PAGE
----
Crassus and Pompey were again consuls together in 55. Crassus managed to get Syria assigned for his proconsular service in 54. Avid for military glory, he left even before his term as consul was up to undertake a campaign against the Parthians. His ambition outran his ability. After early successes, his army was completely routed at Carrhae (modern Haran) by Parthian archers in 53 B.C. Crassus in this disgrace was treacherously murdered, and Caius Cassius Longinus (see CassiusCassius
, ancient Roman family. There were a number of well-known members. Spurius Cassius Viscellinus, d. c.485 B.C., seems to have been consul several times. In 493 B.C. he negotiated a treaty establishing equal military assistance between Rome and the Latin cities.
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) had difficulty in saving even the remnants of the army.


Marcus Licinius . ?115--53 bc, Roman general; member of the first triumvirate with Caesar and Pompey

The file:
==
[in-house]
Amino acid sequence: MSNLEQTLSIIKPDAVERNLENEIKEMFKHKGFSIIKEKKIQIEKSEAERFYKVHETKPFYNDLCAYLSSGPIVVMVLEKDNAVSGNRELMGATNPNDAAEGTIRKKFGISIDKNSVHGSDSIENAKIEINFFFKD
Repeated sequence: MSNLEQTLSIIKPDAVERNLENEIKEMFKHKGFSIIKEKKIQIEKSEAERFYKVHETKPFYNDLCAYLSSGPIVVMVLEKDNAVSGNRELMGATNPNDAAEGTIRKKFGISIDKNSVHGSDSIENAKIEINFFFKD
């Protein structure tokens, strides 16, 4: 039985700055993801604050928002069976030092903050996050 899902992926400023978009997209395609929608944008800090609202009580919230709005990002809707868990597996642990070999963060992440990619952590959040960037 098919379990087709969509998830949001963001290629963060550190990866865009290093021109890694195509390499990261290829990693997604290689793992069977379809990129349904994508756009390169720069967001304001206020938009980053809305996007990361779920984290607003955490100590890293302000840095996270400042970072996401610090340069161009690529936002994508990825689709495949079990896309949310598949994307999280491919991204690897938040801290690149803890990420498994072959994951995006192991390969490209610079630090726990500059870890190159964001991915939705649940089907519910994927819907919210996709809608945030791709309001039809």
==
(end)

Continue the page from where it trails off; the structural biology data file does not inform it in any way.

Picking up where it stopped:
References in periodicals archive ?
Threequarters of Crassus' army captured and destroyed Crassus and her son were killed in the war.
Mapping of host fish to ensure successful conservation actions, beneficial for both Unio crassus and its host fish species at seven project sites;
I don't know how often this image of Crassus and his eel has occurred to me as a reflection of my own life, cast over centuries.
A gifted orator, statesman, and philosopher, Cicero was a contemporary of such luminaries as Julius Caesar, Pompey, Crassus, marc Antony, and Octavian during the final years of the Roman Republic and witness to the events that were to give rise to the Roman Empire.
The hero leads a rebel slave army to threaten Rome and Crassus (Simon Merrells) but Caesar (Todd Lasance) deals with them.
This balance fell apart, however, after the Parthians defeated and killed Crassus in 53 B.
Lucius Crassus [Alexander Hamilton], The Examination No.
A stay suture was placed in the lateral thick muscle (Musculus crassus caudodorsalis) with 3/0 poliglecaprone 25 (Monocryl, Ethicon, Johnson & Johnson Medical, Raritan, NJ, USA) on a taper needle, and the ventriculus was lifted closer to the surgical wound.
Don't you know that the rebellion of the gladiators headed by Spartacus, when crushed by Crassus, entailed the crucifixion of thousands of rebels along the Via Appia?
Was it Pompey, Crassus, Caesar, Trajan, Caracalla or Alexander Severus?
This year, Todd Lasance joins the cast as Gaius Julius Caesar, along with Simon Merrells, who will be playing Marcus Crassus and Anna Hutchison as Laeta.